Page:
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A quick chat can make all the difference

09 December 2015 Katherine Skinner

Taking the time to talk to a tenancy applicant prior to or after an application can give property managers extra – and often very useful – insight into potential tenants.

Finding the right tenant for the right property is paramount for property managers. A strong applicant that is good for the property will give the landlord peace of mind that their investment is being cared for in the best way – and make the property manager’s job a lot easier. Unfortunately, determining a good applicant from a less desirable one can be at times problematic.

The application form usually does all the talking for the applicant and there is only so much information that can be gleamed from it. Knowing if someone is employed and can pay the rent, understanding their rental history, and having a good reference are all essential pieces of information. 

But doesn't it seem a little strange to do a lot of work to get an insight into a person without talking to that person directly?

Property managers are often very time-poor, and the need to process applications as expediently as possible is ever pressing to avoid long vacancy times, in addition to everything else they have to do. Getting on the phone and having a chinwag with a potential applicant isn't exactly a viable option. Open for inspections provide the best opportunity to get an insight into potential tenants.

Interested applicants who want to secure a property will take the initiative to speak to the property manager or agent during the open for inspection in an effort to put their best foot forward. If not, agents can always approach attendees who appear interested and ask a few questions.

It's during this interaction that property managers can uncover valuable insights into prospective tenants. It can be a short chat of no more than a couple of minutes, but can illuminate some of the motivations for the applicant's submission.

Are they applying for the sake of simply getting a property? Or do they have a genuine connection with this particular listing?

Does the applicant love the area? Is it close to their work or children's school, or excellent amenities and facilities? Is it just close to their favourite café? Do they love the size, style, or design of the property?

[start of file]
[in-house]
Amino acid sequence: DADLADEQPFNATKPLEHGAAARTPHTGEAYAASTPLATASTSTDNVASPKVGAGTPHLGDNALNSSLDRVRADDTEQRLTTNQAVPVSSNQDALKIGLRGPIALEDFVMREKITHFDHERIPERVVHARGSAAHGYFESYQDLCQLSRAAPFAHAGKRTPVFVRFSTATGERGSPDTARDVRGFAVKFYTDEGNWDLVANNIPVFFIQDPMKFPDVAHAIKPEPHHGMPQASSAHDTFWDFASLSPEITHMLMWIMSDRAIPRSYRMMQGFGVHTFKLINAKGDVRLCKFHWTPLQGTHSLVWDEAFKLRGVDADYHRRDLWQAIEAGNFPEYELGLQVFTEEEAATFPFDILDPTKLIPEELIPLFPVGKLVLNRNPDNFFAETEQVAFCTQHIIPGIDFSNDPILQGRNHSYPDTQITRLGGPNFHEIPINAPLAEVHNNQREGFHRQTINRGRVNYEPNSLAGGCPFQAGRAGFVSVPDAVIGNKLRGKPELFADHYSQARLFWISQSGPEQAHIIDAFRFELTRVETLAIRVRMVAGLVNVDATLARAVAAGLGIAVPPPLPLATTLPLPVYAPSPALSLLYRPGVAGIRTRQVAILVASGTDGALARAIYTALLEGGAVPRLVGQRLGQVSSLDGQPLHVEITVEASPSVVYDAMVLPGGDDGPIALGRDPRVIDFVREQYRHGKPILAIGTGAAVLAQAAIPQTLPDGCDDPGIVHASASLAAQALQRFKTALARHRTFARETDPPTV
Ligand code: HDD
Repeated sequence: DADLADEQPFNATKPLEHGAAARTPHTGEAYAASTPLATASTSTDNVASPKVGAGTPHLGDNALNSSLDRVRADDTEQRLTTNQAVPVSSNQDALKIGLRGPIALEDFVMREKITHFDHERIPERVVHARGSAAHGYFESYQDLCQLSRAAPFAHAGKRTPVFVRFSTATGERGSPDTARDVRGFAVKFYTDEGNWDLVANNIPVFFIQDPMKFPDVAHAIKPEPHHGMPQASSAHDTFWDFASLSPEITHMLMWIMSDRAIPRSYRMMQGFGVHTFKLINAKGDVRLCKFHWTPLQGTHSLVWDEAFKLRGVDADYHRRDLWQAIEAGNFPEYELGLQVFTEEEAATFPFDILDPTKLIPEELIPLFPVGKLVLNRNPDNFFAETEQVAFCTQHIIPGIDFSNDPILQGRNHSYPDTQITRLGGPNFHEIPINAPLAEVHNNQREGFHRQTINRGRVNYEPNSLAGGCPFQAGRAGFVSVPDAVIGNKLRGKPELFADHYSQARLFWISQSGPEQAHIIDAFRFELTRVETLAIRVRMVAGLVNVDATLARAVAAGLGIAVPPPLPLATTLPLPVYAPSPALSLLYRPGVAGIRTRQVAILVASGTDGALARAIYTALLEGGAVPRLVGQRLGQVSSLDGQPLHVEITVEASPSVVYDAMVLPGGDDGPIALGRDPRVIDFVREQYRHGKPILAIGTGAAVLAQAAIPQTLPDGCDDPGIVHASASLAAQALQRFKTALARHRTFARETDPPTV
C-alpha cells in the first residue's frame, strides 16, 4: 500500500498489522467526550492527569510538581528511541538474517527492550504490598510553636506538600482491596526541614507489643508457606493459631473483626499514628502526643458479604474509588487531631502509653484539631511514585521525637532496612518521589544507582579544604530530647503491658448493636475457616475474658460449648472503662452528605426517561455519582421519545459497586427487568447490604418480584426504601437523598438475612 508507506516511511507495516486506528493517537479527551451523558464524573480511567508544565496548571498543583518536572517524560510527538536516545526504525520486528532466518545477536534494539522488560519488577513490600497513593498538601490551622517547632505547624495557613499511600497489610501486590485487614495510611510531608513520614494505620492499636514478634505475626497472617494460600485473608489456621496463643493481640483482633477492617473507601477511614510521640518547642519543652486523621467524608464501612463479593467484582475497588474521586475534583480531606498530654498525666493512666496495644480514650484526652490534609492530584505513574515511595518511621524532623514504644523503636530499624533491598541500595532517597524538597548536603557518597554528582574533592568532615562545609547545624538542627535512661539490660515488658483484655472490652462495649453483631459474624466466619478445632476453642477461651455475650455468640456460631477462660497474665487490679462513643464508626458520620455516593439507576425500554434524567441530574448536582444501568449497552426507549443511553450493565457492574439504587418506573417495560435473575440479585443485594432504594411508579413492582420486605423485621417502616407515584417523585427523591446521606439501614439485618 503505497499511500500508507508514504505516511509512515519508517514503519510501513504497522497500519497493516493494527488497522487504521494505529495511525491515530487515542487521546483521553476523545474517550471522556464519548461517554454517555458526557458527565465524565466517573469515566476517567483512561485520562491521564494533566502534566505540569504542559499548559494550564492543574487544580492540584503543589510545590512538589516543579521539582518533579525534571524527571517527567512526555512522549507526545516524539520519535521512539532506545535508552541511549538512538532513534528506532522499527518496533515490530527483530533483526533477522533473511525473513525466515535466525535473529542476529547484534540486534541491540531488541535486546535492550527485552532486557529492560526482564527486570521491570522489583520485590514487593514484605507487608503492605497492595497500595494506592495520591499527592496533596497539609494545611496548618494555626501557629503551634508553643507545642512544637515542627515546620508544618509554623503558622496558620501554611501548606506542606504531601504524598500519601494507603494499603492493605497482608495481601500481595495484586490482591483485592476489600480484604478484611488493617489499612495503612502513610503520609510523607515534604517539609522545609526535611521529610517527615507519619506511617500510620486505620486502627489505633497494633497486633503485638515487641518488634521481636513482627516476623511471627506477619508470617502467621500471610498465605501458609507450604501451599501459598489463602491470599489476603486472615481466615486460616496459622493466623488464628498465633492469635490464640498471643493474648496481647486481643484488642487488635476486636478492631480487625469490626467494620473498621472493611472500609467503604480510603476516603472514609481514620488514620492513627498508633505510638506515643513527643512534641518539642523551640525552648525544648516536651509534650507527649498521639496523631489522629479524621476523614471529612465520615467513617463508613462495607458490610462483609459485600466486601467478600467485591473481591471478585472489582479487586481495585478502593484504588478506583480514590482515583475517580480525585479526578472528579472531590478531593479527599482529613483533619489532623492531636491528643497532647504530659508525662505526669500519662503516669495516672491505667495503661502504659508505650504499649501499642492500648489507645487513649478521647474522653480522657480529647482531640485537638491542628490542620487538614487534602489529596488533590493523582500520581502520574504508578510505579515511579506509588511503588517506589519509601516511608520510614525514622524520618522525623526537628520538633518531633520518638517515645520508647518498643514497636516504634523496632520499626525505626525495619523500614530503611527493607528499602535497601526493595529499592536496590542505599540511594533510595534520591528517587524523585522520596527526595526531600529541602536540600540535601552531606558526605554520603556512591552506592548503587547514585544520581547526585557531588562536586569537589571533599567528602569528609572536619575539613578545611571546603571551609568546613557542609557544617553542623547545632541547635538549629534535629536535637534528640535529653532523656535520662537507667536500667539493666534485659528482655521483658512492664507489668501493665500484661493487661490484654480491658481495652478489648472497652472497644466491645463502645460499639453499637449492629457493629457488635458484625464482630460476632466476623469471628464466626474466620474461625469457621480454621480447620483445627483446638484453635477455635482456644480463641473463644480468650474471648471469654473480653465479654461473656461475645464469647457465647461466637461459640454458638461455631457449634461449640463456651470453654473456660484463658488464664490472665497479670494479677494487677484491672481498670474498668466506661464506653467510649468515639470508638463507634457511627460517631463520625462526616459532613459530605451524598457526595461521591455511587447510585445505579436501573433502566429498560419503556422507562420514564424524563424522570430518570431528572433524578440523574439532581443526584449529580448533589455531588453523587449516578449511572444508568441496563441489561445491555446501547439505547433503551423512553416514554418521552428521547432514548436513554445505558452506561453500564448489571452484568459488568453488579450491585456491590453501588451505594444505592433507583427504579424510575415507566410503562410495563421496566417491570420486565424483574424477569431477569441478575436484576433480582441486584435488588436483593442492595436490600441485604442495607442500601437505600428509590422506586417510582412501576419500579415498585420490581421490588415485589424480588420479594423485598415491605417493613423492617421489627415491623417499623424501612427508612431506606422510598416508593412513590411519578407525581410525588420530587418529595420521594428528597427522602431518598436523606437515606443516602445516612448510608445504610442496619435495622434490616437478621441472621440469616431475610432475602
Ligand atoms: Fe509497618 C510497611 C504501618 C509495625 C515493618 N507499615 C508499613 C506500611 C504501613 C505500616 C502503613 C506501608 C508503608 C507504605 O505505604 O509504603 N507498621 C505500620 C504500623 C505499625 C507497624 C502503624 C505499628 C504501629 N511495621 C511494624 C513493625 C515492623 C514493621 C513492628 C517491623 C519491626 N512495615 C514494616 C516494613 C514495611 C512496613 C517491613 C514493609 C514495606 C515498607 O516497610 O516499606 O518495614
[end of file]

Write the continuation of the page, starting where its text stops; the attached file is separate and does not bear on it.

The length of the lease is something that can also be discussed in this interaction. Does the applicant want to stay long term, or are they looking for something for only a few months?

Most importantly, all of this information will help the landlord have peace of mind that their investment is being left in good hands.

Applicants can look good on paper, but may be less desirable in real life. Conversely, applicants that might not appear to be ideal on their submission could be the best tenants the property will ever have.

For example, three male applicants submitting for tenancy will attract a certain set of presumptions, namely that they will be incredibly messy or throw wild parties. The truth might be that they are clean and diligent tenants who respect the landlord’s property, something that can only be found out from a chat with the applicants.

Taking the time to talk and understand an applicant can pay off in the long term. Any pieces of additional information that can be collected in aid of finding the right tenant can save the hassle and time of dealing with issues arising from finding the wrong one, making the managers life easier, and making the landlord happier.

A quick chat can make all the difference
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Having started her Real Estate career in Melbourne, Katherine Skinner has been working as a Property Manager for the past 10 years. Completing her studies at RMIT University in Melbourne, she explored her passion for Real Estate, before finding her love in Property Management.

Returning home to Adelaide in 2009, Katherine has managed all types of properties throughout the metropolitan area giving her extensive knowledge of the entire Adelaide market. In 2015 she joined National Property Buyers (www.nationalpropertybuyers.com.au), spearheading the property management department in the new South Australia office.

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